Of course, in situations concerning a targeted and unjustified attack on a specific person where there are grounds to view this as a personal insult, it is necessary to protect their good name and assert personal non-pecuniary rights. And there is already a mechanism for this, and a fairly moderate one – a small fine under the Code of Administrative Offences (Article 5.61). But why is it necessary to forbid people to give voice to their dissatisfaction in an expressive manner with regard to, for example, controversial initiatives put forward by members of parliament or the authorities? In essence, the proposed mechanism – blocking – means that such discussion will be banned. In effect, public discussion of these topics involving expressive or simply colloquial expressions is unacceptable. This ban will greatly restrict people’s ability to express criticism, because it is criticism that is most often conveyed in expressive utterances. Such expressions are rarely used to give praise.

Conclusion

This law will be a very powerful tool for the state authorities, which will be able to stop the spread of information and public discussion about matters of public importance. It will also be a major factor encouraging self-censorship – people will be scared to speak out, because although it is stipulated that unblocking will be possible, we know in practice that getting anything unblocked is difficult. As a result, it will be easier for people to say nothing than to engage in litigation with the Government later on, especially since it would be the Prosecutor-General’s Office that they would be facing in court.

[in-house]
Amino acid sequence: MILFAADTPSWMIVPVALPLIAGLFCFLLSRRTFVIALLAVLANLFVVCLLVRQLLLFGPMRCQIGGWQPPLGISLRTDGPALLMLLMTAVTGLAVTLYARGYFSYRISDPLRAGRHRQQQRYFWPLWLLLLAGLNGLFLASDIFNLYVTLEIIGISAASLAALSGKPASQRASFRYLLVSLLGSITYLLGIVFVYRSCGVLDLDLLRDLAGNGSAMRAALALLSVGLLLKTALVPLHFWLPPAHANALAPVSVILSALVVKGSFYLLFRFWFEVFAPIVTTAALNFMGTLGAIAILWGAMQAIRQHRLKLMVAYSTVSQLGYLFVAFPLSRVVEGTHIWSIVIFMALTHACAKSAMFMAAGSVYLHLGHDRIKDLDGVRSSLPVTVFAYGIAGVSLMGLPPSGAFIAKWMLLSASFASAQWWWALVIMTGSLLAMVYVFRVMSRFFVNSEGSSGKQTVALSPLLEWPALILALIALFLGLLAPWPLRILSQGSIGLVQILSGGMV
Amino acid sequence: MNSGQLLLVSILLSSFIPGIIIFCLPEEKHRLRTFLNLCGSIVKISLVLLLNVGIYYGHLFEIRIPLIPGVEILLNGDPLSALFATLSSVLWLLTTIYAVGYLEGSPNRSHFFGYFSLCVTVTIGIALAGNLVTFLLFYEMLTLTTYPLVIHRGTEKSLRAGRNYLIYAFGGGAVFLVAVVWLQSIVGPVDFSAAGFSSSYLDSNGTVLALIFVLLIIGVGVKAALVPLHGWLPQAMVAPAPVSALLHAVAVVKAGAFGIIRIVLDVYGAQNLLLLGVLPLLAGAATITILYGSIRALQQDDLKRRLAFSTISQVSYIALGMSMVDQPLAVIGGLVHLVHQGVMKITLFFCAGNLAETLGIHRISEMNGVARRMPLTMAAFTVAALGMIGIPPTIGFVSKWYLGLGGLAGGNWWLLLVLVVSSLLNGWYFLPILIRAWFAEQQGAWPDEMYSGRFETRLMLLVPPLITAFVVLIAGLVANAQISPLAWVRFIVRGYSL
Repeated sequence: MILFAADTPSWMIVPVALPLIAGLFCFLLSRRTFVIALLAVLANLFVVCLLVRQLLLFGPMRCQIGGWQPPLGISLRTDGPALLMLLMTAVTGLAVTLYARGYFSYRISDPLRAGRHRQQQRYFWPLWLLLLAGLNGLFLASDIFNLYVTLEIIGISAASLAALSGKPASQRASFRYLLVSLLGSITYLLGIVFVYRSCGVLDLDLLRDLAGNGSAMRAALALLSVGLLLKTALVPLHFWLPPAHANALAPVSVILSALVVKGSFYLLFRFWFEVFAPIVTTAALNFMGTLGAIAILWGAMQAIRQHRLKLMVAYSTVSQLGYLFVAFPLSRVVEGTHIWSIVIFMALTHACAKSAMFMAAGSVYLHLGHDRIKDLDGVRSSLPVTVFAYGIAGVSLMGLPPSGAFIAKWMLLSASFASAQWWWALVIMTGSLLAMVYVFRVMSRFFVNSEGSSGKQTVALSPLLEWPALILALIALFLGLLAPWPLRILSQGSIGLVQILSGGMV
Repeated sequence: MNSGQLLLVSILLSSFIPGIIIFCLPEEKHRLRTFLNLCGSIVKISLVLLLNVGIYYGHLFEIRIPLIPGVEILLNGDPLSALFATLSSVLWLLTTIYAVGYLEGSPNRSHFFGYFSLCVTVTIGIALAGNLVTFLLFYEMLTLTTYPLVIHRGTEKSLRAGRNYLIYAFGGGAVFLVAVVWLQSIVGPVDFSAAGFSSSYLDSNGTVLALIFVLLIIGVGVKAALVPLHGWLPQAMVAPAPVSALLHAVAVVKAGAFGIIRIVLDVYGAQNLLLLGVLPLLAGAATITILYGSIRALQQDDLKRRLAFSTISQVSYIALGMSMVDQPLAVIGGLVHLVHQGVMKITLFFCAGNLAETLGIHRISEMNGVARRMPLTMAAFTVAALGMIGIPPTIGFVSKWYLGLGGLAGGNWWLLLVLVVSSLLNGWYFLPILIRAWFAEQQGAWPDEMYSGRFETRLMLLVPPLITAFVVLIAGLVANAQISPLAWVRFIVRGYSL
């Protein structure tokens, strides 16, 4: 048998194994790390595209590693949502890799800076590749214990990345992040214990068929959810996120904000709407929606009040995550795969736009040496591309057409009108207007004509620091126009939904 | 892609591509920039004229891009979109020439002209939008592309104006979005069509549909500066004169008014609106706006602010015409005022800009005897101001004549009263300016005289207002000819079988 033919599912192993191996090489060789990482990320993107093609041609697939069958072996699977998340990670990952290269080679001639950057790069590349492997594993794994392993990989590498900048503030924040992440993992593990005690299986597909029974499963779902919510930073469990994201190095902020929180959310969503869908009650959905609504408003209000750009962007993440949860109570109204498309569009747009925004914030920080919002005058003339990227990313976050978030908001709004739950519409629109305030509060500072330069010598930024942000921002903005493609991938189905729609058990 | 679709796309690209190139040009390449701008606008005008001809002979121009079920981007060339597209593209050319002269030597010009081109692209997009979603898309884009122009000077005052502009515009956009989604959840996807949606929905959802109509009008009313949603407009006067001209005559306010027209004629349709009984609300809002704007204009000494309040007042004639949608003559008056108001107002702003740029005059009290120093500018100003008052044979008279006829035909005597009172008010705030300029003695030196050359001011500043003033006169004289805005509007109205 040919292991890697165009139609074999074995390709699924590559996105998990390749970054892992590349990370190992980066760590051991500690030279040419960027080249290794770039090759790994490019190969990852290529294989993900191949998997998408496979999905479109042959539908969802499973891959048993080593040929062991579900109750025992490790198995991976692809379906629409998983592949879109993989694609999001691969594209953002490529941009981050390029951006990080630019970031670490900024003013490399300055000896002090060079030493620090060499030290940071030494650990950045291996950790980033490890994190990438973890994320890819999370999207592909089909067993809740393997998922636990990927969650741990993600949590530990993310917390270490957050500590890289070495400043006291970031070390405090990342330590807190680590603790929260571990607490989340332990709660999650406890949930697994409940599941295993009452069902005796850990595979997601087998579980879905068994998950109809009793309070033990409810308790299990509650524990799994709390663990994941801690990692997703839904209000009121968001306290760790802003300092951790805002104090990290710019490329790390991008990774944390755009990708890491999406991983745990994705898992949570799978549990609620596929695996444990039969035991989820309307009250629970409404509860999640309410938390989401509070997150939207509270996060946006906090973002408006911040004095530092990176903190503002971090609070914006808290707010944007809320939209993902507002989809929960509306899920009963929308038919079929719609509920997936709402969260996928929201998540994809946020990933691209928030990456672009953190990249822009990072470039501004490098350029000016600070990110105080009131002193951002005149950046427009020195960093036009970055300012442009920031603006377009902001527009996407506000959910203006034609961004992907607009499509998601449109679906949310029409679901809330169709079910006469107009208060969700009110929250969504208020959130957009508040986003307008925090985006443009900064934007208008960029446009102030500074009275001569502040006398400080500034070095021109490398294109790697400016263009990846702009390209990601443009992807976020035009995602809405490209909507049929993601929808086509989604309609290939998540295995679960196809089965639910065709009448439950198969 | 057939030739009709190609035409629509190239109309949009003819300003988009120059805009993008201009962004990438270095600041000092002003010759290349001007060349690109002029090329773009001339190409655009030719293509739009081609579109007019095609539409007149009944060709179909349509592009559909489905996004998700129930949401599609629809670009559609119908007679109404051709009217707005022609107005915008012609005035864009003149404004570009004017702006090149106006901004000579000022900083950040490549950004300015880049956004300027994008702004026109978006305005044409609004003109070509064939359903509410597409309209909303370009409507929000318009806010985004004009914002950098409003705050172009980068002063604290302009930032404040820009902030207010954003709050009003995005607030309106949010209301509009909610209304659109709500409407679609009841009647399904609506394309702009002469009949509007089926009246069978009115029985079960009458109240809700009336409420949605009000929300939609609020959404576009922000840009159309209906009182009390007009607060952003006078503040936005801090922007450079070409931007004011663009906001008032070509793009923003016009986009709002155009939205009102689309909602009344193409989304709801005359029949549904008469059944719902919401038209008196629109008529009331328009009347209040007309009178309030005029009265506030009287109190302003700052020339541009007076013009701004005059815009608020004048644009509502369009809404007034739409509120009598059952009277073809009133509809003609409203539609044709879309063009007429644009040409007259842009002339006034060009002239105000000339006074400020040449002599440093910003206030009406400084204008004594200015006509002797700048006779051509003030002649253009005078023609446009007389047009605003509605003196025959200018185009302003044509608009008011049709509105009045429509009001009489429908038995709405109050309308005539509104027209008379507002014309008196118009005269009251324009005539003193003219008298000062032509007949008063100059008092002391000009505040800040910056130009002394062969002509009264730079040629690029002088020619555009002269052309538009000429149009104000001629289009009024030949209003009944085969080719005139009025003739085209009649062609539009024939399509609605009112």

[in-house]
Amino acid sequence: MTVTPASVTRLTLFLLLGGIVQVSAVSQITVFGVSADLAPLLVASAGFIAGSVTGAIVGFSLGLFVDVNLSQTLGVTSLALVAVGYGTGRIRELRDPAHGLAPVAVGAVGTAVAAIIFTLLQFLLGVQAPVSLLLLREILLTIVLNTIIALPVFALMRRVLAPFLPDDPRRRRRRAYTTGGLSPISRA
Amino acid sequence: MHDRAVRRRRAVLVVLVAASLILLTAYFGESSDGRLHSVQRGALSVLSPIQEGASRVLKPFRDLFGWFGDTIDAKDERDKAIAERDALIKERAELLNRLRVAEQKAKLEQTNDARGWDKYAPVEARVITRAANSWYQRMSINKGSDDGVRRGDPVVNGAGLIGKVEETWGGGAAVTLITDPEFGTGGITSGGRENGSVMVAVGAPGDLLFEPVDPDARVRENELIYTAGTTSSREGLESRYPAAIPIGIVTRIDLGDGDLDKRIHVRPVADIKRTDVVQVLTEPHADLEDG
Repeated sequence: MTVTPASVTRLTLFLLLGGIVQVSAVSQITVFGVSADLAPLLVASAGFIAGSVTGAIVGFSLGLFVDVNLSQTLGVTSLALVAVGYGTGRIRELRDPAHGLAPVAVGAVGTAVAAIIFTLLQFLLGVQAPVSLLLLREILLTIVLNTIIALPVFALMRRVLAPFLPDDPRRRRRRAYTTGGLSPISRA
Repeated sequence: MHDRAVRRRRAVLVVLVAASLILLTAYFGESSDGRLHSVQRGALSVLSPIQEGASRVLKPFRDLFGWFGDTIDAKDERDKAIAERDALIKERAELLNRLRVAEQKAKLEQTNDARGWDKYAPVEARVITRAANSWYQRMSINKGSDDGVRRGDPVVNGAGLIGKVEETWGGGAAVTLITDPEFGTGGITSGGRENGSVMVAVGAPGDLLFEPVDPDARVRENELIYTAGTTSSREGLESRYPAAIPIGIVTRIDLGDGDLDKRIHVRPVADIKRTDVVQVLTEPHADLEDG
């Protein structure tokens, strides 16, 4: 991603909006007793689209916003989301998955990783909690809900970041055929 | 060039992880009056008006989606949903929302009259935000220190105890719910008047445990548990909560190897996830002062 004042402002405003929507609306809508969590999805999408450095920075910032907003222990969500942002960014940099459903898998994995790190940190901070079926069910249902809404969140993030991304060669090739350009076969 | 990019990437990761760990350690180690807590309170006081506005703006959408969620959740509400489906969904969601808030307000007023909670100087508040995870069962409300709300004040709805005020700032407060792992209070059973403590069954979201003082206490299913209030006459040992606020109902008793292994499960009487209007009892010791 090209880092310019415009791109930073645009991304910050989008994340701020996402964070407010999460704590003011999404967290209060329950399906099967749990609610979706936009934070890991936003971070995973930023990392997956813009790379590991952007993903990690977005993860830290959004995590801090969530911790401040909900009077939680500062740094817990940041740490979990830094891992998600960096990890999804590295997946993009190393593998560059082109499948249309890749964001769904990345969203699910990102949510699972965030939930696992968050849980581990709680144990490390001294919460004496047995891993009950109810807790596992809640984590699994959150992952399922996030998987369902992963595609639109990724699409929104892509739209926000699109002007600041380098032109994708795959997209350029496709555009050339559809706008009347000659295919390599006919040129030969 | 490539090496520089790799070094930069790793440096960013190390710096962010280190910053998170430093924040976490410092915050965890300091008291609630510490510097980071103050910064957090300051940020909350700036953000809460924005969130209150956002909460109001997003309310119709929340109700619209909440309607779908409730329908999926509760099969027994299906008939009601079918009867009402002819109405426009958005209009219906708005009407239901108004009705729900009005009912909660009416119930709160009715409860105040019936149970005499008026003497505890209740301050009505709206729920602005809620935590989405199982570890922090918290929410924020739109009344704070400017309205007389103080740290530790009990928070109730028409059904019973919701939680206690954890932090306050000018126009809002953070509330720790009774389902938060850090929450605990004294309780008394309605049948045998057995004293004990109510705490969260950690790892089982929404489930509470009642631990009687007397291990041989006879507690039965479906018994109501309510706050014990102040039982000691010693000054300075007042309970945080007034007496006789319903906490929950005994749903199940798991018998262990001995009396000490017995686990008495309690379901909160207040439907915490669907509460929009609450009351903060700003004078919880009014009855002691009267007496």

The new laws are clearly intended to achieve precisely this – to reduce the intensity of criticism and shut down public discussion of issues that worry people. The Government is clearly afraid of online outpourings of criticism, and is trying to suppress it by this rather ham-fisted method. But I fear that this could cause even greater dissatisfaction in general, even if some critics of the authorities will dive for cover, afraid of speaking out openly on social networks and other online forums. In addition, this tool could be used maliciously in the future by agents provocateurs who will post comments “showing blatant disrespect for the authorities” on a media website or online resource which is disliked by the authorities and hasten to report it to the Prosecutor-General.

[1] Part 9, Article 13.15 of the Code of Administrative Offences of the Russian Federation amended by the Federal Law of 18 March 2019 No. 31-FZ “On Amendments to Article 15.3 of the Federal Law ’On Information, Information Technologies and on Protection of Information’”.

[2] Parts 10 and 11, Article 13.15 of the Code of Administrative Offences.

[3] Part 1, Article 15.1-1 of the Code of Administrative Offences of the Russian Federation amended by the Federal law of 18 March 2019 No. 30-FZ “On Amendments to the Federal Law ’On Information, Information Technologies and Information Protection’”.

[4] Parts 3, 4, 5, Article 20.1 of the Code of Administrative Offences.